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Abuja High Court refutes restraining ARCON from registering new architects

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By Kingsley Adegboye

Justice Muawiyah Baba Idris of a Federal Capital Territory, Abuja High Court, Nyanya Judicial Division, last Thursday refuted an interlocutory order purportedly claimed by some persons he had granted against Architects’ Registration Council of Nigeria ARCON, restraining it from registering new architects pending the determination of a matter before it.

Court, ARCON

The Judge, in the open court, said he never granted such order and expressed surprise where the purported order emanated from.

This happened at the resumed hearing of a suit filed by Ibrahim Kabir, Ayodeji Kolawole, Andy Imafidon, Dike Emmanuel, Opiribo West, Abimbola Ajayi and Emmanuel Ekeruche.

Others are Nicholas Musa, who sued for himself and other interested registered architects.

Also, the list of plaintiffs include Ademakinwa Olajumoke, Babjide Awonubi, Siyanbola Kukola and Emmanuel Adewunmi, who also sued for himself and other aggrieved person that sat and passed the qualifying examinations conducted by the Nigeria Institute of Architects (NIA).

They sued ARCON, NIA, Arc. (Sir) Dipo Ajayi, ARCON president and Arc. Njoku Adibe, president, NIA

Going by the order of the court, served on ARCON, Justice Idris, had issued the order following an ex parte application moved by the plaintiffs’ lawyer.

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Addressing the court last Thursday, ARCON’s lawyer, Nnabuike Edechime,, had said that, it appeared the plaintiffs misled the court in granting such order.

According to the lawyer, the said order was an attempt to hinder the ARCON from discharging its statutory functions, which include raising standards of architecture, registration of architects among others.

Responding, the Judge said: ”I never grant such order. I don’t have such order before me”, the judge insisted.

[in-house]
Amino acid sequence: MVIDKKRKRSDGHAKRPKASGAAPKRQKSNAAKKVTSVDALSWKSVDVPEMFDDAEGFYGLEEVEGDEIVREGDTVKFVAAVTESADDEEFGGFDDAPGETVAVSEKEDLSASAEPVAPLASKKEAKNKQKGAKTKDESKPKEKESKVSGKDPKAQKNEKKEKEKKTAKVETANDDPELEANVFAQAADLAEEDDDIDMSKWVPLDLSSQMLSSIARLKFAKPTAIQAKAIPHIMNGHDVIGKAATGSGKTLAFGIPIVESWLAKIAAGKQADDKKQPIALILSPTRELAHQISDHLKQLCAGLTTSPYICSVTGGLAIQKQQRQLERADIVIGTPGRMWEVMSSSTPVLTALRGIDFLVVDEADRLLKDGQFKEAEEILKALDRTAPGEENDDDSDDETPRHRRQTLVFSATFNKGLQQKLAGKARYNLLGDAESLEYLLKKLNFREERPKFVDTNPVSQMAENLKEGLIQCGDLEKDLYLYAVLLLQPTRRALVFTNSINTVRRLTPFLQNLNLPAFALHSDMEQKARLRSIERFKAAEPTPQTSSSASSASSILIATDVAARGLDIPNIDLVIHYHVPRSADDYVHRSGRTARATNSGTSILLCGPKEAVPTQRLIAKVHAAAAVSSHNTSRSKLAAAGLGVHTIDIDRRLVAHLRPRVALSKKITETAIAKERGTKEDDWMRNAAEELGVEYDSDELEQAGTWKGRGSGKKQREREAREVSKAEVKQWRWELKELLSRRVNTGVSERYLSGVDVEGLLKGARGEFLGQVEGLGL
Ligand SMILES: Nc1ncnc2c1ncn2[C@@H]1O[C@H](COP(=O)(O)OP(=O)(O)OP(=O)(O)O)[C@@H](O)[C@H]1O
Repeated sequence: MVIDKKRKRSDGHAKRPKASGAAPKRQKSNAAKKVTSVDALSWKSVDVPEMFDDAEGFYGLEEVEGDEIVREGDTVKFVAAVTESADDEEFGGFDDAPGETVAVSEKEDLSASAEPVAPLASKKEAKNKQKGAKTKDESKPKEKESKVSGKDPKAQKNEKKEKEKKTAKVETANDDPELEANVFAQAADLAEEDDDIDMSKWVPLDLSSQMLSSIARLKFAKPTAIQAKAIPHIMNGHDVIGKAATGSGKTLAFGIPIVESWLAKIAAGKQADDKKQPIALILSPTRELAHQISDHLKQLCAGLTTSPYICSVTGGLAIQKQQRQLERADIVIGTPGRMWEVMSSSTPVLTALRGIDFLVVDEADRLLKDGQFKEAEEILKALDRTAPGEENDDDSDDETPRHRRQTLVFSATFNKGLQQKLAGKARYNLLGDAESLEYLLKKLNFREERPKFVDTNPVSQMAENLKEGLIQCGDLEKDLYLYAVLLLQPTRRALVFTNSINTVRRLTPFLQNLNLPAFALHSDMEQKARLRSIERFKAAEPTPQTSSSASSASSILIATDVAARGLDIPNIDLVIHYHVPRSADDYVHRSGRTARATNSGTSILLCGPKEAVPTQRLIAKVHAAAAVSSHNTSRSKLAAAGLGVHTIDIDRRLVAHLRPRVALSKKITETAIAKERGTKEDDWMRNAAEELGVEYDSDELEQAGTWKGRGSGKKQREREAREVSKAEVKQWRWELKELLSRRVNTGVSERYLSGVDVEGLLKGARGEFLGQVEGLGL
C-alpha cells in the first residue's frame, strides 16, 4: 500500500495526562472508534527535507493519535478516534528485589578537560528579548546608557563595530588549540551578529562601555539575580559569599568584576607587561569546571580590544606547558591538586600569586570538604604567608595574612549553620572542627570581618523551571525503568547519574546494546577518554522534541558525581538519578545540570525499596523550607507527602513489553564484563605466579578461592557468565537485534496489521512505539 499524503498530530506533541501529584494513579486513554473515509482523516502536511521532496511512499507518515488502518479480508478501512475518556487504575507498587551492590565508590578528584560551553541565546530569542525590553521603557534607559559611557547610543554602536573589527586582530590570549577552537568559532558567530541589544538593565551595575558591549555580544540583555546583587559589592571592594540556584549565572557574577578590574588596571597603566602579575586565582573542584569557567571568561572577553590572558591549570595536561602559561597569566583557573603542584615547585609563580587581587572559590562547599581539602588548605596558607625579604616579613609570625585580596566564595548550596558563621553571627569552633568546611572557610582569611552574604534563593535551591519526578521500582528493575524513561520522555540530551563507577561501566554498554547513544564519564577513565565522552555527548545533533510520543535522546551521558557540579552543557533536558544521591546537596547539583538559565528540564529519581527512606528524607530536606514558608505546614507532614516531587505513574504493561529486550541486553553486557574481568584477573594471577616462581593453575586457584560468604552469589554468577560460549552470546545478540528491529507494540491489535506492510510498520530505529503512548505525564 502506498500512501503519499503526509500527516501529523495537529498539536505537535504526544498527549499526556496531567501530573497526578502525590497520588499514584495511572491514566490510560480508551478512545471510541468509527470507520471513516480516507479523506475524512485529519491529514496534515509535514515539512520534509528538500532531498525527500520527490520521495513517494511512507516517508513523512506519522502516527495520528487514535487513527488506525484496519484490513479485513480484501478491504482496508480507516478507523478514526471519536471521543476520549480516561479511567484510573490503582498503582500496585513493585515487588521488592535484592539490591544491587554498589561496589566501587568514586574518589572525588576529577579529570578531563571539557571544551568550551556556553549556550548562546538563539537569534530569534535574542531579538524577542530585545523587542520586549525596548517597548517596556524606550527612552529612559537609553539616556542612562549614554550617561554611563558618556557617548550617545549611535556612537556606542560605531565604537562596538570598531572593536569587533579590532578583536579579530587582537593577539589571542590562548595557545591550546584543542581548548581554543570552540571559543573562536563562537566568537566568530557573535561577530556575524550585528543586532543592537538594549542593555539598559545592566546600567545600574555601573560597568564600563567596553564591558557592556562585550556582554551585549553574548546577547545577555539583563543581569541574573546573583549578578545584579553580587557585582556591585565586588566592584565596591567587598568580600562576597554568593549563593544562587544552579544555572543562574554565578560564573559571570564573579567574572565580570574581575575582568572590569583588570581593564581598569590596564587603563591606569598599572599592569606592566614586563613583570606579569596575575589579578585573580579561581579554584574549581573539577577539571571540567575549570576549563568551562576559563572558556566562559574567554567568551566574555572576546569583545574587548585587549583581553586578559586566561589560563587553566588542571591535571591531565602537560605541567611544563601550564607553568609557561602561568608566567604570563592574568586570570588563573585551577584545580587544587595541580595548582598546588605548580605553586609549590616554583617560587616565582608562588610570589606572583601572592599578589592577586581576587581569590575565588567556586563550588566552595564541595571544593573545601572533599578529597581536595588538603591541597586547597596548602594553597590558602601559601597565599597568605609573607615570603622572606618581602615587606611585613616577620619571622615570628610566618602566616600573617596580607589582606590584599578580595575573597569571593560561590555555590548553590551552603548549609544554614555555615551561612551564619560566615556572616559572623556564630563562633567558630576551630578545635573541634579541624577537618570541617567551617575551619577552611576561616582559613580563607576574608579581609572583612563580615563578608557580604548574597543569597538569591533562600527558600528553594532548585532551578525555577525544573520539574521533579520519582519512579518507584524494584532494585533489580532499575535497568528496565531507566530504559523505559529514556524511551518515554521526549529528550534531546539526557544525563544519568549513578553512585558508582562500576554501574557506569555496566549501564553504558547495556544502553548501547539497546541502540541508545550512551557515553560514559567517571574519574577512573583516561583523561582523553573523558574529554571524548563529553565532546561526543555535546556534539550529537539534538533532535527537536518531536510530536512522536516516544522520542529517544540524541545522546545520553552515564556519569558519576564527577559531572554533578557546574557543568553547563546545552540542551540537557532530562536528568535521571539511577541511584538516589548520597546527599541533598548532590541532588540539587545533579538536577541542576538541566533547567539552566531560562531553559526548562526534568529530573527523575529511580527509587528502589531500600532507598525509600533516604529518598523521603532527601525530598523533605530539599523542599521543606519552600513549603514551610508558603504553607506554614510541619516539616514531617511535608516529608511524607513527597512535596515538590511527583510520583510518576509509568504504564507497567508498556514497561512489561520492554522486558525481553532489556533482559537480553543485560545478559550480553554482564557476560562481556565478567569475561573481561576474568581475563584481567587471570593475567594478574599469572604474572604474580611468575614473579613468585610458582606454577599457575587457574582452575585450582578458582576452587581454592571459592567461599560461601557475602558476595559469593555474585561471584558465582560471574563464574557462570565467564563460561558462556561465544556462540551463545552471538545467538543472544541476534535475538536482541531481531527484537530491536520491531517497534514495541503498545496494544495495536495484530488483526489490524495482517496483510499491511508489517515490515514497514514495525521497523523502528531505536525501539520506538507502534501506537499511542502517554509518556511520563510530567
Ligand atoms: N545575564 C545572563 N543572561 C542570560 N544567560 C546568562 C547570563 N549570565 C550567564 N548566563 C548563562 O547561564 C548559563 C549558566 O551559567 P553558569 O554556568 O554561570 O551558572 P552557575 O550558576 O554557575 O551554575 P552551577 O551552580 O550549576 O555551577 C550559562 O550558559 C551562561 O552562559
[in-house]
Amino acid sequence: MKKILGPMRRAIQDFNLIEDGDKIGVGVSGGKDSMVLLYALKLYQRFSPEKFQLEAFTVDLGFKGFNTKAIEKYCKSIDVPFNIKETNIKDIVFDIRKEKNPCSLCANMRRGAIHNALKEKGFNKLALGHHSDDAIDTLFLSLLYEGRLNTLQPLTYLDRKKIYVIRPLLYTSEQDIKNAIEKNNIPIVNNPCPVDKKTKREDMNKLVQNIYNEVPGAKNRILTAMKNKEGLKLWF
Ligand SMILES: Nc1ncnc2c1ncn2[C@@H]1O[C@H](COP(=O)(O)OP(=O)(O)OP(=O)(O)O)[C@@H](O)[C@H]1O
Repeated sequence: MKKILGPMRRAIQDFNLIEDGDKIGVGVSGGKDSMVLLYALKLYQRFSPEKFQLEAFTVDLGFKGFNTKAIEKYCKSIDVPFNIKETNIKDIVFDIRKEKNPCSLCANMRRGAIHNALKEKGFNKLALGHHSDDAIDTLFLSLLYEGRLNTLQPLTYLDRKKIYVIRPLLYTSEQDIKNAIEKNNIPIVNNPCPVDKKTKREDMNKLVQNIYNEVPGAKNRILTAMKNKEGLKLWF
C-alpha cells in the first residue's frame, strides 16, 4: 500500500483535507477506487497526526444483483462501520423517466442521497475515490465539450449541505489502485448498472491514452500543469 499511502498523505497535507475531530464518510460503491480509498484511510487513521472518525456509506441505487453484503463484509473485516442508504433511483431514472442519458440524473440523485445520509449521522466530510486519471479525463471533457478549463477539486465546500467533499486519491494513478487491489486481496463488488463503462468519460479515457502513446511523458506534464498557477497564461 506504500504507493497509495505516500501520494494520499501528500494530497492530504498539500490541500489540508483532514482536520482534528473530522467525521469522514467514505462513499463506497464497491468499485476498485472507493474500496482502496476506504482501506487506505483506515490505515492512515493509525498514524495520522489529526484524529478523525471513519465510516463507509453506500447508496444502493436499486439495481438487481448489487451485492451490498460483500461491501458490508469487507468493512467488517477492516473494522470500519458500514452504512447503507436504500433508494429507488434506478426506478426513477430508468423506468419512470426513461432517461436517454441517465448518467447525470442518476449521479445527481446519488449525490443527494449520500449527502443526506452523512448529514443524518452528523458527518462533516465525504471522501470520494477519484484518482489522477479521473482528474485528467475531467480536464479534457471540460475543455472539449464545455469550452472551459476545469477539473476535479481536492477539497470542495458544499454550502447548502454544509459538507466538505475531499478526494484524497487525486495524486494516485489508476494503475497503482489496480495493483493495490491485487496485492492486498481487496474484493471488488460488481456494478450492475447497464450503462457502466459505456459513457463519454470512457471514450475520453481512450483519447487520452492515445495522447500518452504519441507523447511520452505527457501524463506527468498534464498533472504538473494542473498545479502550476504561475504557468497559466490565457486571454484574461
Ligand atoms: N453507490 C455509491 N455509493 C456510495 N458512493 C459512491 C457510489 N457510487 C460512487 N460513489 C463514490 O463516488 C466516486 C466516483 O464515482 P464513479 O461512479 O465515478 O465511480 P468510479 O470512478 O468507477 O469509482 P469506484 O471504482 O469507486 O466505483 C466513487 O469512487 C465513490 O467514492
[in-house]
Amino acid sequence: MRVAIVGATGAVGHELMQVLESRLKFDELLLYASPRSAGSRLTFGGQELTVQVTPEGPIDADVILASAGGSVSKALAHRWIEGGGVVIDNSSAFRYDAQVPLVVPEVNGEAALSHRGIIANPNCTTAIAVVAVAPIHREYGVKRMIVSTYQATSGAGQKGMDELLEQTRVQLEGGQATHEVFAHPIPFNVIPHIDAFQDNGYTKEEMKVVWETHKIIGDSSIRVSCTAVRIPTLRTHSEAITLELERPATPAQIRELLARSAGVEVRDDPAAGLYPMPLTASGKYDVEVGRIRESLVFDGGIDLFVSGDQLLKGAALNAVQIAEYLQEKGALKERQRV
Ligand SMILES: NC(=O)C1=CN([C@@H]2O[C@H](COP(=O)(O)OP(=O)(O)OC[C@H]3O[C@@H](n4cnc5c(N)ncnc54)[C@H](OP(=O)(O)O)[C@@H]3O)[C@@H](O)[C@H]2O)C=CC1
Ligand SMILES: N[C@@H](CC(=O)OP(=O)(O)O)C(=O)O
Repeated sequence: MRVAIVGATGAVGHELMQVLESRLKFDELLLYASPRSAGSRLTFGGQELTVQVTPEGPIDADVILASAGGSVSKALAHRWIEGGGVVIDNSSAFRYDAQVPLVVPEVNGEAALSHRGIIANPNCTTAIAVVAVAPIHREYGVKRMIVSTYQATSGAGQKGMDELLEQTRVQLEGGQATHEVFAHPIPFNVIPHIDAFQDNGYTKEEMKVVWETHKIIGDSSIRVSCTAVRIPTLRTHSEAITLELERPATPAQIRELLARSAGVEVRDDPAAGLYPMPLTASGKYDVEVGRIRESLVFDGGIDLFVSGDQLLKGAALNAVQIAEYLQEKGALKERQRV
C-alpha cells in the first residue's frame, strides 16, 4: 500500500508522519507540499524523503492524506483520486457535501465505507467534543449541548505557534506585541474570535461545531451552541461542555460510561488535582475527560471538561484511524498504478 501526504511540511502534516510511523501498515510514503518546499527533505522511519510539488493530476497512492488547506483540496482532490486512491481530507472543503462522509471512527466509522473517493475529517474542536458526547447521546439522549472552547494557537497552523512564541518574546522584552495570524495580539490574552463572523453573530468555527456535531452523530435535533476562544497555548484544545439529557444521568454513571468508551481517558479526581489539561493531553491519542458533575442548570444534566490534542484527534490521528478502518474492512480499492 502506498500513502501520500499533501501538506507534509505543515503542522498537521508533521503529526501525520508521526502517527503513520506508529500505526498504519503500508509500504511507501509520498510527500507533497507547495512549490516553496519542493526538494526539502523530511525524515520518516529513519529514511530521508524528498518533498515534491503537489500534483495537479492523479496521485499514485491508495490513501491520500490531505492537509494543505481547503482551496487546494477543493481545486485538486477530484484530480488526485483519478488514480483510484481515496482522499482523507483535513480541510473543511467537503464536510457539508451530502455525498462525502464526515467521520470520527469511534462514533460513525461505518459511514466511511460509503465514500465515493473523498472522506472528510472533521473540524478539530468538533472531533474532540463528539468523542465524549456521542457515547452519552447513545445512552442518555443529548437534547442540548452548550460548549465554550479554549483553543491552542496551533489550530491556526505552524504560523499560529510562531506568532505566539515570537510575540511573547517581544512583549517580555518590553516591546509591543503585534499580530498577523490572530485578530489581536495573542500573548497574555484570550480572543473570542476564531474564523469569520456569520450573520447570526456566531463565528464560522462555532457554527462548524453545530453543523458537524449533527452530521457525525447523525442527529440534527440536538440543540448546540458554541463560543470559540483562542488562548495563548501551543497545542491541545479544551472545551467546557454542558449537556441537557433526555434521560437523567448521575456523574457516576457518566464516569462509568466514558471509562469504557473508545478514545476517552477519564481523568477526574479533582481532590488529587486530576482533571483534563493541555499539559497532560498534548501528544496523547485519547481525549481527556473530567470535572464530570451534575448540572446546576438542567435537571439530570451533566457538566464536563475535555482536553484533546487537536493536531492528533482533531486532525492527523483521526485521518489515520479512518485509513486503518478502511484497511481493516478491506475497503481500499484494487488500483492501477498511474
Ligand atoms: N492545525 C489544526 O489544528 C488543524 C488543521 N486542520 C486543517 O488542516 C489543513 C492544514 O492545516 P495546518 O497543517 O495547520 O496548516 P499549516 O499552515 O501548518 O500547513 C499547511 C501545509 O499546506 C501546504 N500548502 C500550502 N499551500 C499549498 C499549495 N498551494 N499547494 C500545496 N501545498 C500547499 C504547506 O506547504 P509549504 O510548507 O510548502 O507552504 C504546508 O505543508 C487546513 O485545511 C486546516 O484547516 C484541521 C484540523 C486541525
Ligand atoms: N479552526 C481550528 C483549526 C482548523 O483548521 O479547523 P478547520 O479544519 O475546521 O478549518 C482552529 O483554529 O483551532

But ARCON’s lawyer, told the court of being in possession of such order and read it in the court. It was later assumed that the error must be from the court’s registry.

Moving the substantive matter, Nnabuike said the court cannot grant interlocutory injunction during vacation but an interim injunction. Besides, he said that proper parties have not been brought to the court, as both the third and fourth defendants were yet to be served.

Barrister Nnabuike said being a Federal Government agency, such matter is on exclusive legislative list of the Constitution and within exclusive jurisdiction of the Federal High Court and therefore, FCT High Court cannot hear such matter.

To them, the claimants’ suit was brought in bad faith, just to waste the precious time of the court and as a ploy to distract the first defendant from discharging its statutory duties.

He then urged the court to dismiss the suit, adding that it is vexatious, and an attempt to waste the precious time of the court.

Responding, counsel to the applicants, S.N. Mbaezike, contended that all the processes filed by ARCON were done out of time, but could not be attended to by the court.

Responding to the issue of ex parte application upon which the purported interlocutory order was granted, plaintiffs’ counsel said he never moved motion ex parte, but motion on notice. He added that the error must have been committed by the registry.

Judgement is fixed for Monday, September 2, 2019.

VANGUARD

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